Sunday, November 20, 2011

The Mysterious Orange Color

Now, I've long suspected a link between the strange mottled colors in my chickens, and the "game fowl" chickens.  This is for several reasons.  First, mottled colors are found in fighting chickens, although they aren't historically bred for color.  They were bred for fighting.  But the mottled color exists in Games, and breeds very easily in Game Fowl. 

Second, proximity - my strange Banty was found in Southwest Phoenix, and I've seen many game stock bred chickens in the neighborhood.  Third, was type - while Oddball the Banty (who started this whole line) was a short, round, banty-type hen, her "kids" have grown into, lanky, game-type bodies. 

A funny thing happened this last spring, however, when I noticed a young rooster in a strange orange color.  Orange.  No other word for it.  It was too dark for buff, too light for red, and weirdest of all, where the tail feathers should have been black, they were darker, but it was this soft cocoa-brown color instead. 
My homebred rooster "Pumpkin" now owned by Laree.

Right after I spotted this young roo developing, I saw this ad on Craigslist, advertising a "Punkin Game Rooster" for $150, not five miles from my house!  What was a "punkin game" and why did it look so much like my rooster?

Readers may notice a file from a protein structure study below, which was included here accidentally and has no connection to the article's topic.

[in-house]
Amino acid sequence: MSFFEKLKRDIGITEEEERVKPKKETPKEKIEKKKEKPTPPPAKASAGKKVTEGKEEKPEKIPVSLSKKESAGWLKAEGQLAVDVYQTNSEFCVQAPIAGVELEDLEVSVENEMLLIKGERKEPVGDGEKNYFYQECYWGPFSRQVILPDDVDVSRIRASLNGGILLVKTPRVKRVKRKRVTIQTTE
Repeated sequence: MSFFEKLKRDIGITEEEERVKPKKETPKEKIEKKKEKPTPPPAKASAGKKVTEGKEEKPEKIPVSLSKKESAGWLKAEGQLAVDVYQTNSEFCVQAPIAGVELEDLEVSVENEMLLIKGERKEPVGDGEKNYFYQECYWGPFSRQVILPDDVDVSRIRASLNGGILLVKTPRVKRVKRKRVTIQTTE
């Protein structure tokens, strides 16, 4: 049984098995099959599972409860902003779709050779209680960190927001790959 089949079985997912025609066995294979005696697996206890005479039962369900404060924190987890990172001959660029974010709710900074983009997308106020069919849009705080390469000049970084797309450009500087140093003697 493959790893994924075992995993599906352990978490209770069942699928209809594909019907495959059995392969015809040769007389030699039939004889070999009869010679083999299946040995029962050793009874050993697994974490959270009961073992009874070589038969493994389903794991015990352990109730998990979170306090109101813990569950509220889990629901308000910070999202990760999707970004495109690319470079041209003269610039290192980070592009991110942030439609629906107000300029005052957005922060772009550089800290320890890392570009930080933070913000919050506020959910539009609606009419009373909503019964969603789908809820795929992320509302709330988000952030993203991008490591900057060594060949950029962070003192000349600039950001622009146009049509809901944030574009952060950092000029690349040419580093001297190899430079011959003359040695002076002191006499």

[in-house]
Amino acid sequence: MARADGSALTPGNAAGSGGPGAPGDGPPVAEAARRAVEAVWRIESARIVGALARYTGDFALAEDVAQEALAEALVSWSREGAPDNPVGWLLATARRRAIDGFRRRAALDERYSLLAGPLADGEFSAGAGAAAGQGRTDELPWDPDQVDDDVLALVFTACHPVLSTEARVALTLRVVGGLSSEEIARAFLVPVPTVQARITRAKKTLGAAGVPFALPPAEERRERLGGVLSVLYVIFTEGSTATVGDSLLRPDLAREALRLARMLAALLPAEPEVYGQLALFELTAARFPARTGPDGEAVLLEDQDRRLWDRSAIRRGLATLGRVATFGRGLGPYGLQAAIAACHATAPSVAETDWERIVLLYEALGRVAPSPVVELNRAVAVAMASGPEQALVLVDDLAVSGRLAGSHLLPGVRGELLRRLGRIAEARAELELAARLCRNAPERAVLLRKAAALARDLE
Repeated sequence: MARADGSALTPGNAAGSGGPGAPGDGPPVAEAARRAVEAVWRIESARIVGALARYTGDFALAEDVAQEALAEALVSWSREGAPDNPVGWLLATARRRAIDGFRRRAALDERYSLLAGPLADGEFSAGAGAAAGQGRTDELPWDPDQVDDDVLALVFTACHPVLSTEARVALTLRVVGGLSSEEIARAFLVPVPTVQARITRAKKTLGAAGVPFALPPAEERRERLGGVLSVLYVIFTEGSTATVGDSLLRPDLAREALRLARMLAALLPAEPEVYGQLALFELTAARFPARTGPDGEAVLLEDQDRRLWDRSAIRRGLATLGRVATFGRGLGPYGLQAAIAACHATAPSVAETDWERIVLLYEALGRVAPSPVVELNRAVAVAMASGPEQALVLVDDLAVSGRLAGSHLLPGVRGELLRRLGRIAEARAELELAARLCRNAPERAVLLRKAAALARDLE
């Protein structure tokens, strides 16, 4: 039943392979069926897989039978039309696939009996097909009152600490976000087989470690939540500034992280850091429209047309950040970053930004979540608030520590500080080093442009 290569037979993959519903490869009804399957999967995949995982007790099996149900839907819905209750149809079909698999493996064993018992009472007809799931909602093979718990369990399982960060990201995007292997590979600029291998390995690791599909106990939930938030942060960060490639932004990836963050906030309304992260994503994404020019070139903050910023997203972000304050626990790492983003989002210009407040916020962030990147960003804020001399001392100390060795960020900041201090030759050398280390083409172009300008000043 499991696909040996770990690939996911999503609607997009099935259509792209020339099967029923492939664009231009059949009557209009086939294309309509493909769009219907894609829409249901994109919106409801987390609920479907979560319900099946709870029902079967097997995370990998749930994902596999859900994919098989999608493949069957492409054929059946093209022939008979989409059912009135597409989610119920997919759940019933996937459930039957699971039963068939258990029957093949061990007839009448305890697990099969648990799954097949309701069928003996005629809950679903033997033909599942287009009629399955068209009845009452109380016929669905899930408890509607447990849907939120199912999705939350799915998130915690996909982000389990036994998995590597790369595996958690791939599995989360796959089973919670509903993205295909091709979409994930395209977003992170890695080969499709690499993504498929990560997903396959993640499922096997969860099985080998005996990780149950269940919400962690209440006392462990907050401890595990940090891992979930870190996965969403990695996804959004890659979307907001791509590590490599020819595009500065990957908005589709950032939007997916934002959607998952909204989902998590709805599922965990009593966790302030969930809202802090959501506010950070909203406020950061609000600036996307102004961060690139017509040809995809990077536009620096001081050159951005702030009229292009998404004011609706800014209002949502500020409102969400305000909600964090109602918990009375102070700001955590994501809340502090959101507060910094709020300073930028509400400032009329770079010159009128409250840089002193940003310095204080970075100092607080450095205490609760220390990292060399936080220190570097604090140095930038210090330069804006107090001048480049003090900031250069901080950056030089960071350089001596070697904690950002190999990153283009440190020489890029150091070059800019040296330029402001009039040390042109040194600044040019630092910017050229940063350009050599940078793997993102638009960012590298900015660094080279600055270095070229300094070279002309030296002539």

NOT my chicken - Advertised for sale near my home on Craigslist.

I soon found there is a line of Game chickens called "Pumpkin Hulsey" and I've also seen "Yellow Birchen" and "Ginger" listed as this color.  This web site has lots of info, and apparently, this color in Game Fowl has been spotted long ago in England, and also today in the Phillipines.  Here's a great web site with more info:

At this point that "Pumpkin" the rooster appeared, we were getting into some serious linebreeding.  Linebreeding is a great way to pull out those recessive genes, and apparently, this new color was in there somewhere!

I gifted "Pumpkin" to my friend Laree, where he will be used as her new flock leader. 

"Pumpkin" in his new home at Laree's place. 

And, I was blessed with yet another new boy to keep here, who I have now named "Butterscotch".

"Butterscotch" my second mottled roo in this color.
Note he is lighter in color, and has more white in his tail.

Depsite the fact that this color appears to come from "fighting" bird lines, I've found that strangely, both Pumpkin and Butterscotch have been the meekest, mildest, lowest in the pecking order roosters of the whole bunch.  Go figure! 

Check out his tail feathers - all that same reddish cocoa color.  Not a fleck of black anywhere.

Enjoy the pics.  Note that Butterscotch has a lot of growing up to do still, it will be several months before he fully matures, and even at maturity, he will be a small rooster.  I plan on penning him with some larger hens, to compensate for his lack of size. 

I definately want to cultivate this color, though I suspect it is a recessive color, and may be tough to reproduce reliably at first.  However, all birds with this color will be kept for the program.

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